Imazon. 2020. Is the EU-MERCOSUR trade agreement deforestation-proof?. (p. 92). Belém: Imazon.
In June 2019, the European Commission and the Mercosur countries agreed on a trade-agreement (EMTA) that, once ratified by participating countries, is expected to increase commerce in agricultural products between the two regions. The trade deal will eliminate 93 per cent of tariffs for Mercosur products to the EU, notably benefiting agricultural products, including beef and soy.
Concerns have been frequently raised about the risk of increased deforestation in the Mercosur region – especially in the Brazilian Amazon. Such worries are pertinent given that an analysis of 189 countries from 2001 to 2012 shows that deforestation increased significantly over the three years after the enactment of free trade agreements (Abman & Lundberg 2020). Nevertheless, the proponents of the EMTA have argued that the deforestation risk could be mitigated because of the provisions of its Trade Sustainable Development Chapter and the recommendations provided by the Sustainability Impact Assessment.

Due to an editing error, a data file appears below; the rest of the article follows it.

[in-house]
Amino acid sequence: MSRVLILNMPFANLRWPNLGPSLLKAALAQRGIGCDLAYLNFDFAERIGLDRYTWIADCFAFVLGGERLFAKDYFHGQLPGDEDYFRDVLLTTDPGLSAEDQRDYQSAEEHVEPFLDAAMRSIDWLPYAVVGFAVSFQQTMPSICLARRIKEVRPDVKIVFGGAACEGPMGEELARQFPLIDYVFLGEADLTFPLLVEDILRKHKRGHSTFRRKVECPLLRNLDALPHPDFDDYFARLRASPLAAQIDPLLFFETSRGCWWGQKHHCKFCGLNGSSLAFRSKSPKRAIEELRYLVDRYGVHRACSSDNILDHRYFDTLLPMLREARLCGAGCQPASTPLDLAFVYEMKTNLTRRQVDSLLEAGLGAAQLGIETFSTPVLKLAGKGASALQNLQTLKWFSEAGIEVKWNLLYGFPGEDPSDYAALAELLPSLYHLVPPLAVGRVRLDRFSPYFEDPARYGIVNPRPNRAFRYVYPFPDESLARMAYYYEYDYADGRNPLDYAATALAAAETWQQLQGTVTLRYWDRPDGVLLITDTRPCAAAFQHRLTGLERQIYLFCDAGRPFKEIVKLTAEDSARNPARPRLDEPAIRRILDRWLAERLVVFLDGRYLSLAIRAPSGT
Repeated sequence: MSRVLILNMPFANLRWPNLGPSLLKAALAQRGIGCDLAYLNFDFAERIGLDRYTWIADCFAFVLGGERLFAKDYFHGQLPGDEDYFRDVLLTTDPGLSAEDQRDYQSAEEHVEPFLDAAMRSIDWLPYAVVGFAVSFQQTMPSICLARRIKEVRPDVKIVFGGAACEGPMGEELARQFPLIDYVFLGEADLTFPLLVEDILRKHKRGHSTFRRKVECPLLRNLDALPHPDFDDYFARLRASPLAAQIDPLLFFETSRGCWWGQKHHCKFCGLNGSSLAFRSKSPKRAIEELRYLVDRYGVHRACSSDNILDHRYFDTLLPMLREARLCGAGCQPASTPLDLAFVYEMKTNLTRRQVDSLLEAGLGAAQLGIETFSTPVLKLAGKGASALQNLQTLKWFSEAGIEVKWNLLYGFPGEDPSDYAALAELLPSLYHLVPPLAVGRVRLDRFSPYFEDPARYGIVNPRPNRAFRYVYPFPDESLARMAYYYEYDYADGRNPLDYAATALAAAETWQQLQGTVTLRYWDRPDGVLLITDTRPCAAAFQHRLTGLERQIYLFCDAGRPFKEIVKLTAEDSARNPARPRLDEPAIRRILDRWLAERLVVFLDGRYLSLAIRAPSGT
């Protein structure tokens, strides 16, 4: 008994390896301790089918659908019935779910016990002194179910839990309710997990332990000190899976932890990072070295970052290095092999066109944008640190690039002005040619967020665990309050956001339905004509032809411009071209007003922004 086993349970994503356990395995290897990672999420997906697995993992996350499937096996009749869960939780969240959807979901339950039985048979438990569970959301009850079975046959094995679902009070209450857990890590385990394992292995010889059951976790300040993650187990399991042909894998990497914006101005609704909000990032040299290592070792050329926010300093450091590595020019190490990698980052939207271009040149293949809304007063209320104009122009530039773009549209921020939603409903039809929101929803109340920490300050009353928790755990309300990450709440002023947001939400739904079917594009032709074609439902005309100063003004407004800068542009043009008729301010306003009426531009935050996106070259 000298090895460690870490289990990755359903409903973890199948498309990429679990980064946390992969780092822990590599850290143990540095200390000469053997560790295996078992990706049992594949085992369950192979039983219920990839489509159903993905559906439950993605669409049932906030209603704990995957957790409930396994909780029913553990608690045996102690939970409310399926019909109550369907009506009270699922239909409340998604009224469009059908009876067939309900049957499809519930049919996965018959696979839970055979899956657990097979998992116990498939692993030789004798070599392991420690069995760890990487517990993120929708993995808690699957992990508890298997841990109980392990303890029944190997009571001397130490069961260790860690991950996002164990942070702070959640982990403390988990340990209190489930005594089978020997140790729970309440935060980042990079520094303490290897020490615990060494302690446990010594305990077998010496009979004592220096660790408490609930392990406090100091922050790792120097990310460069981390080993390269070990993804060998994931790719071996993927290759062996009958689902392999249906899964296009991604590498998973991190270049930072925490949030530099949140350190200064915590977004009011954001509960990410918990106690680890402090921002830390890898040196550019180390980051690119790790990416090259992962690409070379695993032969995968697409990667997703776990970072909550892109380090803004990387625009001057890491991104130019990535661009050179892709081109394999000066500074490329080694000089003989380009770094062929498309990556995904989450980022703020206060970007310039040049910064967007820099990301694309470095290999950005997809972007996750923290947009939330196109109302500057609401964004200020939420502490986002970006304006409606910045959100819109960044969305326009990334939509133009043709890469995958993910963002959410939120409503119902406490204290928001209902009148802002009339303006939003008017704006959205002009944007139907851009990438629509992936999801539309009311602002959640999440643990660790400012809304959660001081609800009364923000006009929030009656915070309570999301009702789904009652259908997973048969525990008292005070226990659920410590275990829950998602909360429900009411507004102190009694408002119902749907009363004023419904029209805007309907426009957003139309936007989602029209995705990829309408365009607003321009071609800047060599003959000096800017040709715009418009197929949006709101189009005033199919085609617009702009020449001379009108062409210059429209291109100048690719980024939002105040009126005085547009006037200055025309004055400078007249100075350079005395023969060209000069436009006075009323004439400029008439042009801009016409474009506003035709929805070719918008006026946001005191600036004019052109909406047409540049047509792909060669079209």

However, this report shows that deforestation could increase in the Mercosur countries due the increased demand for agricultural products (Chapter 1) and could affect sensitive regions in Brazil, including areas neighboring indigenous lands and conservation units (Chapter 2). Moreover, Chapter 3 provides evidence that the EMTA’s Trade and Sustainable Development provisions are insufficient to mitigate the increased risk of deforestation focusing on the Brazilian case. Therefore, the current agreement may not promote sustainable development as required by the EU trade regulation. Chapter 3 presents seven recommendation to reduce the risk that the ratification of the current EMTA would result in additional deforestation and conflicts with indigenous populations.